Skip to Main Content
Elderly woman patient smiling with her nurse

Forgetful or First Sign of Dementia?

Memory is something patients bring up often in my clinic. As you age, you may struggle to remember words, or find it’s harder to recall the names of acquaintances. People ask me if they should be concerned about these issues and what to do about them? Here’s answers to common questions I get asked about brain health. 

If I forget words, should I be worried about dementia?

Forgetfulness is a common concern, especially as we age. However, it's important to distinguish between normal age-related memory changes and potential signs of dementia. 

  • Normal aging involves a gradual slowing of cognitive function. It might take you a bit to remember words or learn new information, but your functioning is not affected and you can perform all your daily activities independently. 
  • Mild cognitive impairment can become slowly noticeable, especially to other people. You might struggle to come up with words or remember things, but you are still able to function in daily life. You may need to use lists or notes as reminders to stay organized. 
  • Dementia is a broader term that describes a significant decline in cognitive abilities that interferes with daily life. It's not a specific disease but rather a syndrome caused by various underlying conditions, including Alzheimer's disease, vascular dementia, and Lewy body dementia.
    • The noticeable cognitive decline you see in dementia may manifest as struggling more with memory, planning, or social interactions that affects your ability to participate in daily activities. For example, you might make mistakes when paying bills or forget the ingredients for a recipe you’ve been making for years. The key is that your memory and thinking interfere with functions of daily life.

Does forgetfulness always lead to dementia?

No, not necessarily. While some people with cognitive decline may progress to dementia, most do not. In fact, only 10% of people with mild cognitive impairment develop dementia within a year.

Keep in mind there are many different kinds of dementia. While Alzheimer’s disease is very common, memory problems can also be caused by vascular disease dementia, which results from constricted or blocked blood vessels which can occur with a stroke or transient ischemic attack (TIA).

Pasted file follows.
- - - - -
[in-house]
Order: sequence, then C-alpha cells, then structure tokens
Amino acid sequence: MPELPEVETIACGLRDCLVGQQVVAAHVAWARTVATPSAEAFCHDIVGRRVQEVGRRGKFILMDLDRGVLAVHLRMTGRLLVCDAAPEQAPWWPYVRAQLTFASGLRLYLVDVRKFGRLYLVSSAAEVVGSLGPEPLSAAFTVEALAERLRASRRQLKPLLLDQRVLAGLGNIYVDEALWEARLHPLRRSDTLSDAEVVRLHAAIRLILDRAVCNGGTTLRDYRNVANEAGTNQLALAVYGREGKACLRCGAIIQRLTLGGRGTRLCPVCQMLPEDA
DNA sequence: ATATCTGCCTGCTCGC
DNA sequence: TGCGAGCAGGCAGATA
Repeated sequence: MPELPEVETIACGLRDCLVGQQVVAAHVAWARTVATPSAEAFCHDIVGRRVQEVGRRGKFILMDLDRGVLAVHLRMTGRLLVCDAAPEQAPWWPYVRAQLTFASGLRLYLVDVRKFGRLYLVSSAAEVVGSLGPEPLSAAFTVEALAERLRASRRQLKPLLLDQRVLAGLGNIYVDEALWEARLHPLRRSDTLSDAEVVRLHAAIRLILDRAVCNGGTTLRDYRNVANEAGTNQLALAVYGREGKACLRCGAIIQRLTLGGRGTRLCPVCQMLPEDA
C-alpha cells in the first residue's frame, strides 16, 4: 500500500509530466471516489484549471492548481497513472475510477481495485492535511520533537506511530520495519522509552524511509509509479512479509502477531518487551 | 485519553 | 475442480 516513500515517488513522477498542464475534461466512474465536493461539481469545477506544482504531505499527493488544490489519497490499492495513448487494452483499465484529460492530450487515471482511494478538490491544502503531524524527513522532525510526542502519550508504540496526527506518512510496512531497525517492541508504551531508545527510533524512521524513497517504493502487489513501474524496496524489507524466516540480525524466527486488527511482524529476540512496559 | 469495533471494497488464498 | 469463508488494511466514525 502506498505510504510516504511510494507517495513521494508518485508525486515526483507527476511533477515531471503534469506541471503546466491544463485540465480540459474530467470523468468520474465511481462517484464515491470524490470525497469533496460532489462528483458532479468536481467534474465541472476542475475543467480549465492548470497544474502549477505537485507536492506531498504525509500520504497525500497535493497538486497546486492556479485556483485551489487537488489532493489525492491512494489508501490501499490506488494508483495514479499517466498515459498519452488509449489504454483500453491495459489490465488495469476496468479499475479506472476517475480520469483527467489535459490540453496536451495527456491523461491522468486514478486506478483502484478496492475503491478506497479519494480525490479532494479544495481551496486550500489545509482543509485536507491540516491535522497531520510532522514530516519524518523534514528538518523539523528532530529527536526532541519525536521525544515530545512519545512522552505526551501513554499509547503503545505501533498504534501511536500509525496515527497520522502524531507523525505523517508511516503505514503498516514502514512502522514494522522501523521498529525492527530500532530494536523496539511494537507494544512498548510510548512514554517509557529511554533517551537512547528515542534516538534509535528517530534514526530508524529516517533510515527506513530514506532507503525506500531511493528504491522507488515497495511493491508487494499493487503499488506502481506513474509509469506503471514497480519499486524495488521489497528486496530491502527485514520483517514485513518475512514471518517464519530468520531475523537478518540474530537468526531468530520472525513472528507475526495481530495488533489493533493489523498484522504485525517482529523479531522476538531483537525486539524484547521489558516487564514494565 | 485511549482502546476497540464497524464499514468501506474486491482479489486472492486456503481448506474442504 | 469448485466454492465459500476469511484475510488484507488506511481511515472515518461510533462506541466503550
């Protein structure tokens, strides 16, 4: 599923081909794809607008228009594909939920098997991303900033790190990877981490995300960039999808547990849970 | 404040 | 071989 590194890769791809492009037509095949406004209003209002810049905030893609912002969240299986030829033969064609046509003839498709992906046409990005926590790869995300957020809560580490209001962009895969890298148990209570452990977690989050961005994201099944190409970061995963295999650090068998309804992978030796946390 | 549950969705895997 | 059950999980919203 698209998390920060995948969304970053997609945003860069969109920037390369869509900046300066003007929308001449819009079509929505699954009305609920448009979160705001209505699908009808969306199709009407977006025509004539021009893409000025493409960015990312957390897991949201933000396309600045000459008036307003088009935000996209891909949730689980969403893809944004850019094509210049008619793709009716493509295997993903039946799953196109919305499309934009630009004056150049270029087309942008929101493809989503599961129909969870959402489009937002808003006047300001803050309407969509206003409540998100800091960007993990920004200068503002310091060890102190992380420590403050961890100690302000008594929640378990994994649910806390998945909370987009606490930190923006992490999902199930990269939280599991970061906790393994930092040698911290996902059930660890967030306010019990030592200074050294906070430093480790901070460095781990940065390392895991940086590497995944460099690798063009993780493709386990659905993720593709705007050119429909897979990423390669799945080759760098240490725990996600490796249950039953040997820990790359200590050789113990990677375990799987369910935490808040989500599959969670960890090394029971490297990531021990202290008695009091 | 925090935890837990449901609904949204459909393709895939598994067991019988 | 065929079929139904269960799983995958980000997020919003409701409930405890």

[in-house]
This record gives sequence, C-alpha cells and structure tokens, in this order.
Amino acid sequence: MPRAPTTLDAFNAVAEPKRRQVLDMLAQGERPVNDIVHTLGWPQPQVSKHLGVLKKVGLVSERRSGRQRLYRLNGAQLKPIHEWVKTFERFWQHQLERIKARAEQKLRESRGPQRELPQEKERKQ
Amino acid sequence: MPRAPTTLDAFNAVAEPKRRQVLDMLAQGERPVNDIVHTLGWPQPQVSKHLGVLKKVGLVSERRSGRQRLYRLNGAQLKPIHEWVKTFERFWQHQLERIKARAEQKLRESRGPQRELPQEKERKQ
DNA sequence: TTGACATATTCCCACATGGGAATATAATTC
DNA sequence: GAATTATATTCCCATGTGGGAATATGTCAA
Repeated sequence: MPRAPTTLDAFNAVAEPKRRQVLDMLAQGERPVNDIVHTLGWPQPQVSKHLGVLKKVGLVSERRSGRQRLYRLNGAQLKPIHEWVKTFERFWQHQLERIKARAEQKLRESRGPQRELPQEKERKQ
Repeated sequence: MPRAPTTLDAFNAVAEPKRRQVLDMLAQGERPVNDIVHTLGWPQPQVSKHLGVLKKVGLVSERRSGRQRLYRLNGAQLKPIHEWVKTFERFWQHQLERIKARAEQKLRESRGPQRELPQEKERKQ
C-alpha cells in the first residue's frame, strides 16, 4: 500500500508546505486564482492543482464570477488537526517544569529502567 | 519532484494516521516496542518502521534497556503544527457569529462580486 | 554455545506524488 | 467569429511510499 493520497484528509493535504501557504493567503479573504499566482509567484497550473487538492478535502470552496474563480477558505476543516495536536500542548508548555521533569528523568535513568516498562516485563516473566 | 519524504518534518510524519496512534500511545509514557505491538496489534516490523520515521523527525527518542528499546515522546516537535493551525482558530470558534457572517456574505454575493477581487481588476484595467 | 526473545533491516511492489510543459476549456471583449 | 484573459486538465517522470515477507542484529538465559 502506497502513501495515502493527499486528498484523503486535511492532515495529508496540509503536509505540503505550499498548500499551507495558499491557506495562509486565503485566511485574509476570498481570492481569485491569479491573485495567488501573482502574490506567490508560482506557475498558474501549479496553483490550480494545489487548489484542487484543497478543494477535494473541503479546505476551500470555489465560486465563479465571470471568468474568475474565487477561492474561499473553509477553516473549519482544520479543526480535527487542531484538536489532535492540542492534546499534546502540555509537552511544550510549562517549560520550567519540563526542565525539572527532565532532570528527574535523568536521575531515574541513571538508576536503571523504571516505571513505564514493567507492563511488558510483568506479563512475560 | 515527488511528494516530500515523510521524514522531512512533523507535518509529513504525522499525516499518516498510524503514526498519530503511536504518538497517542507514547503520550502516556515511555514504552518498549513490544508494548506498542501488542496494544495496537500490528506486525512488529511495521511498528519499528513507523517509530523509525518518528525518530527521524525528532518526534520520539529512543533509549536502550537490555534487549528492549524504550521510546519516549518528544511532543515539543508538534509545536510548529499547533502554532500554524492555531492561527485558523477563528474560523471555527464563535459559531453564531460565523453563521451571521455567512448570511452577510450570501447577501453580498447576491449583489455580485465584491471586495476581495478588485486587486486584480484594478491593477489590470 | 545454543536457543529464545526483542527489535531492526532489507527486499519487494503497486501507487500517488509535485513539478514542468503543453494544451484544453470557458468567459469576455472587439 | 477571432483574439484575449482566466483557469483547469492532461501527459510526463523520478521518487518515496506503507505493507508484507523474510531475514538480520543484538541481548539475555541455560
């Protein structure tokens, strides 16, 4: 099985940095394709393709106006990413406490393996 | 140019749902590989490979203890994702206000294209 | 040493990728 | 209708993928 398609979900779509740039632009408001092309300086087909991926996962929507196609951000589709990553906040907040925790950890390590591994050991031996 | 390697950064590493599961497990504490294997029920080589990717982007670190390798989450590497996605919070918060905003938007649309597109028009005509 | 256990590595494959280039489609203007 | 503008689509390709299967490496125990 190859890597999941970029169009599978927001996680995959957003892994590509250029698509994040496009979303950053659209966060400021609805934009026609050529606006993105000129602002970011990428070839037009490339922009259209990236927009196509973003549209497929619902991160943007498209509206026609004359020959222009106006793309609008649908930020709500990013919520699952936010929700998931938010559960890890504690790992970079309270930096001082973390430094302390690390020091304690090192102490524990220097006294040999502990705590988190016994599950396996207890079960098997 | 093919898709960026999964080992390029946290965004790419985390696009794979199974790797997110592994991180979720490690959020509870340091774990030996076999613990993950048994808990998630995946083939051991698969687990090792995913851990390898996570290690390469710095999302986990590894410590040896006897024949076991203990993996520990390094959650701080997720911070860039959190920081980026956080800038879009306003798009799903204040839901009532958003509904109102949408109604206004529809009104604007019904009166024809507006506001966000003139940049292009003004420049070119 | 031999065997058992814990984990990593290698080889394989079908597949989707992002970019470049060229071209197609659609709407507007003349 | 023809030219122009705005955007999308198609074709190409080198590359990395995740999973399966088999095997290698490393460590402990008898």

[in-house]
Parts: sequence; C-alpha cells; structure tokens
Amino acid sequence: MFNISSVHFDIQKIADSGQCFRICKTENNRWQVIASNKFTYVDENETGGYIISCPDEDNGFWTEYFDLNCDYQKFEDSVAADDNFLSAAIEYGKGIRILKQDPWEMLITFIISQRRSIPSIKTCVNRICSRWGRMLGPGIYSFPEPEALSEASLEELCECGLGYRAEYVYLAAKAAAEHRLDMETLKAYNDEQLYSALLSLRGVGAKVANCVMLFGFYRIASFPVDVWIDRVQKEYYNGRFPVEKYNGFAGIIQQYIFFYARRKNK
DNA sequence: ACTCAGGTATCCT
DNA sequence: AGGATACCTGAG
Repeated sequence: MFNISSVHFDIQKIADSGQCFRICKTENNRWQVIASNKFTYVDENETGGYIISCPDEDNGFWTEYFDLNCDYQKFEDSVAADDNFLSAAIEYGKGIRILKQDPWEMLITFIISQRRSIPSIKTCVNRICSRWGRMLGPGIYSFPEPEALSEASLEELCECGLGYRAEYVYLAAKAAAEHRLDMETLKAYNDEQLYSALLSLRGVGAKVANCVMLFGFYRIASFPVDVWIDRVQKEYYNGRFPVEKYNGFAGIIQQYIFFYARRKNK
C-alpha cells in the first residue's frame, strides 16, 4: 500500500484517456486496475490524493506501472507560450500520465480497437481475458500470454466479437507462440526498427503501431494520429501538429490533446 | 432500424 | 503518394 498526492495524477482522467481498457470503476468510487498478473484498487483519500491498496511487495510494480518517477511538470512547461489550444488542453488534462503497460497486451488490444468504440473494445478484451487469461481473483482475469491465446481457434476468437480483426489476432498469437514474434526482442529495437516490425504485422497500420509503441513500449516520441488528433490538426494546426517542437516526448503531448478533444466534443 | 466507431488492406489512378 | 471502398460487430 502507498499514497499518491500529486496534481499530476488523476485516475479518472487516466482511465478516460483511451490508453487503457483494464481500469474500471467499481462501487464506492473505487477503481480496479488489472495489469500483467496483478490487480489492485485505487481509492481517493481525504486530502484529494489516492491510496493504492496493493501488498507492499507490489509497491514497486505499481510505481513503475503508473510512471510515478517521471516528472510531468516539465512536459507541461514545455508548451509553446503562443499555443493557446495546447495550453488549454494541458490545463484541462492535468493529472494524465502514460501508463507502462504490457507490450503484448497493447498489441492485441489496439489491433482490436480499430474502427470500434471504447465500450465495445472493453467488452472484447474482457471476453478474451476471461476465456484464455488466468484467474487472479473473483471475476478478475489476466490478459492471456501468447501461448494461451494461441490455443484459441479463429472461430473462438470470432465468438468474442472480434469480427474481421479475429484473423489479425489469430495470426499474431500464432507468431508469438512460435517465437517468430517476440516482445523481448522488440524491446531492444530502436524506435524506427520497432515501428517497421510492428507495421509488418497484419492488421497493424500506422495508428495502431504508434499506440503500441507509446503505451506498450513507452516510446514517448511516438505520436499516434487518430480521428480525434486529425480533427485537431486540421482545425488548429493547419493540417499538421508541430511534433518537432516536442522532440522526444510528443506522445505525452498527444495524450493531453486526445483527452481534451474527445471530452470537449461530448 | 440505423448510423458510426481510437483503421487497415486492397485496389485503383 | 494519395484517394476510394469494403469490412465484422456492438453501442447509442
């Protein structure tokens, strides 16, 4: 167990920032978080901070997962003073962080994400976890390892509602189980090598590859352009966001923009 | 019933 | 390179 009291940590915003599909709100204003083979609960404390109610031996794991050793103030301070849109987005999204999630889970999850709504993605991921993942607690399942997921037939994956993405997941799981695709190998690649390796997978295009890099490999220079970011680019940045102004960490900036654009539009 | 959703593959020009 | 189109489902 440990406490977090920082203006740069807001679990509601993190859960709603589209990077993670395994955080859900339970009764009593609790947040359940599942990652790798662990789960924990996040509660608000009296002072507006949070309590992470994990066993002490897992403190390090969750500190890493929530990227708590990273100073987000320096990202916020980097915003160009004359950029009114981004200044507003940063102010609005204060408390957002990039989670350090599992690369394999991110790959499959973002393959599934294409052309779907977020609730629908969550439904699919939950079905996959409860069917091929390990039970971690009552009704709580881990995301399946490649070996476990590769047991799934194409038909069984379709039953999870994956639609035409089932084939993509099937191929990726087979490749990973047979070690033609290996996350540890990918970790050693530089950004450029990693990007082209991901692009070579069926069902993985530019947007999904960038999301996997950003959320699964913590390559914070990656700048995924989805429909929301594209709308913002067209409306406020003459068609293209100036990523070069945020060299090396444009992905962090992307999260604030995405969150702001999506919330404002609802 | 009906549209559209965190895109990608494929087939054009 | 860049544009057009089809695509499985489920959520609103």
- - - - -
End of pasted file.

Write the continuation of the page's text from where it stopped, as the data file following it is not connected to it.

Are there other things that can affect cognitive function?

Stress, depression, anxiety, and certain medications can all affect your cognitive functioning. It's important to rule out or treat these factors before diagnosing cognitive decline.

Can medications improve dementia?

The short answer is probably not. Despite the different options, I generally don’t recommend supplements and dementia medications should be used with some caution if you decide to try them. 

  • Supplements. Unless you have a specific vitamin deficiency, such as being low in B12, there’s no FDA-approved supplement that can treat dementia. 
  • Medications. Cholinesterase inhibitors and NMDA inhibitors are the mainstay of dementia treatment. They can help some people with cognitive decline but can also have side effects such as nausea, dizziness, and in rare cases heart slowing. I recommend talking to your doctor about the risks and benefits to see if a trial of these is right for you.  
  • Newer medications. Monoclonal antibody-type medications attack the amyloid that is involved in the development of Alzheimer’s disease. These are FDA approved but efficacy is minimal and they can have severe side effects like brain bleeding and brain inflammation. I generally do not recommend these newer medications because the risks and benefits do not seem well balanced and more study is needed.

What can I do if I'm diagnosed with dementia?

There are steps you can take to manage the condition and maintain your quality of life. Start by  maintaining regular routines, staying socially active, and participating in activities that keep you engaged. Everything that is good for the heart is also good for the brain. Make sure you stay physically active, exercise regularly, and eat a healthy, low fat and low cholesterol diet. Use alcohol in moderation if at all. Flex your brain muscle by playing games (cards, chess or memory games), take a class, try new recipes or consider learning a new language. 

Where can I find help and support for dementia?

Several organizations are available to help individuals and families cope with dementia. Your provider can also direct you to appropriate agencies and resources.  

  • Local Area Agency on Aging (AAAs). Provides services to help older adults remain independent.
  • Aging and Disability Resource Centers (ADRCs). Offers information, advice, and assistance for long-term care needs.
  • Aging Life Care Association. Connects you with geriatric care managers who can provide support and guidance.
  • Family Caregiver Alliance. Offers resources and support for caregivers.,
  • Alzheimer’s Association. Offers a helpline, education,  support and early-stage social engagement programs.
Mary Spivey, MD
Mary Spivey, MD

Mary Spivey, MD is a Primary Care provider with CHI Health.

Related Articles

Men’s Big 3 Health Issues

JUN 03, 2024

As a primary care provider, I’ve noticed that many men are under-concerned about what I call the big three – blood pressure, cholesterol and type 2 diabetes.

Read More

7 Sun Myths That Put You at Risk

MAY 31, 2024

Keep in mind it’s the damage you do to your skin starting at a young age that ultimately leads to skin cancers – and wrinkles – later in life. So take care today for healthier skin in the years ahead.

Read More

Advances in Endoscopic Endonasal Neurosurgery (EENS)

MAY 22, 2024

Endoscopic endonasal neurosurgery (EENS or EEA) makes it possible to more easily treat various conditions within the nasal cavity and skull base with much, much smaller or even no incisions.

Read More